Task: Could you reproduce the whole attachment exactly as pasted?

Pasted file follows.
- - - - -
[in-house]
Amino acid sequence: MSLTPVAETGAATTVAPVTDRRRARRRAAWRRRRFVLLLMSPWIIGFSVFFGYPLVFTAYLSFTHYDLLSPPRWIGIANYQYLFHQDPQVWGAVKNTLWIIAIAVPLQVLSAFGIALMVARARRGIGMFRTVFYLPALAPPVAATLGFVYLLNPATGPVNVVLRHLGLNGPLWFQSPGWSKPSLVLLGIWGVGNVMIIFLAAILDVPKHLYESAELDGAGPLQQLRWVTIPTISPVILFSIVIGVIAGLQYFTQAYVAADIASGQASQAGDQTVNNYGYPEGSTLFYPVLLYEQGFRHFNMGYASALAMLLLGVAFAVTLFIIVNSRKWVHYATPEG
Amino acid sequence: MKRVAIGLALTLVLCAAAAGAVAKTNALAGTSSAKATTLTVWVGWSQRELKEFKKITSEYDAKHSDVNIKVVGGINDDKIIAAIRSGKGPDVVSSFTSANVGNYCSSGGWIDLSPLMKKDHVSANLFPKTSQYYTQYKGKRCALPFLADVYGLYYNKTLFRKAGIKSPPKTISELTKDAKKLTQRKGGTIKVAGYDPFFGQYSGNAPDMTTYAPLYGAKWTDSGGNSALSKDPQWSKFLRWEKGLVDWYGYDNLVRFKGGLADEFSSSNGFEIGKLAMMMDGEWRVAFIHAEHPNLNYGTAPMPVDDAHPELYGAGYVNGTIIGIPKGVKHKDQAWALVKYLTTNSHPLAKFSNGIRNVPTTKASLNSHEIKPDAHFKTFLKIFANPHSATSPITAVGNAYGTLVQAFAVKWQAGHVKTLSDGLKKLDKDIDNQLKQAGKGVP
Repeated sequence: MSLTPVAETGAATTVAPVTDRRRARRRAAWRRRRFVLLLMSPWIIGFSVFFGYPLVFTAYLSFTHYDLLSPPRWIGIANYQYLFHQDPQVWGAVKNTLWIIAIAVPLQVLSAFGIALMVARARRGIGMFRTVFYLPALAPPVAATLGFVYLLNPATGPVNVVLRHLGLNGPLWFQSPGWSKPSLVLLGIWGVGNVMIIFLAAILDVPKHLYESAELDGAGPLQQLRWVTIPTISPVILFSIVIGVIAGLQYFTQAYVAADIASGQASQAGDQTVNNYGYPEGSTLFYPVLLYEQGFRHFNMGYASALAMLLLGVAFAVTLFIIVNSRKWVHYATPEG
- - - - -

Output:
[in-house]
Amino acid sequence: MSLTPVAETGAATTVAPVTDRRRARRRAAWRRRRFVLLLMSPWIIGFSVFFGYPLVFTAYLSFTHYDLLSPPRWIGIANYQYLFHQDPQVWGAVKNTLWIIAIAVPLQVLSAFGIALMVARARRGIGMFRTVFYLPALAPPVAATLGFVYLLNPATGPVNVVLRHLGLNGPLWFQSPGWSKPSLVLLGIWGVGNVMIIFLAAILDVPKHLYESAELDGAGPLQQLRWVTIPTISPVILFSIVIGVIAGLQYFTQAYVAADIASGQASQAGDQTVNNYGYPEGSTLFYPVLLYEQGFRHFNMGYASALAMLLLGVAFAVTLFIIVNSRKWVHYATPEG
Amino acid sequence: MKRVAIGLALTLVLCAAAAGAVAKTNALAGTSSAKATTLTVWVGWSQRELKEFKKITSEYDAKHSDVNIKVVGGINDDKIIAAIRSGKGPDVVSSFTSANVGNYCSSGGWIDLSPLMKKDHVSANLFPKTSQYYTQYKGKRCALPFLADVYGLYYNKTLFRKAGIKSPPKTISELTKDAKKLTQRKGGTIKVAGYDPFFGQYSGNAPDMTTYAPLYGAKWTDSGGNSALSKDPQWSKFLRWEKGLVDWYGYDNLVRFKGGLADEFSSSNGFEIGKLAMMMDGEWRVAFIHAEHPNLNYGTAPMPVDDAHPELYGAGYVNGTIIGIPKGVKHKDQAWALVKYLTTNSHPLAKFSNGIRNVPTTKASLNSHEIKPDAHFKTFLKIFANPHSATSPITAVGNAYGTLVQAFAVKWQAGHVKTLSDGLKKLDKDIDNQLKQAGKGVP
Repeated sequence: MSLTPVAETGAATTVAPVTDRRRARRRAAWRRRRFVLLLMSPWIIGFSVFFGYPLVFTAYLSFTHYDLLSPPRWIGIANYQYLFHQDPQVWGAVKNTLWIIAIAVPLQVLSAFGIALMVARARRGIGMFRTVFYLPALAPPVAATLGFVYLLNPATGPVNVVLRHLGLNGPLWFQSPGWSKPSLVLLGIWGVGNVMIIFLAAILDVPKHLYESAELDGAGPLQQLRWVTIPTISPVILFSIVIGVIAGLQYFTQAYVAADIASGQASQAGDQTVNNYGYPEGSTLFYPVLLYEQGFRHFNMGYASALAMLLLGVAFAVTLFIIVNSRKWVHYATPEG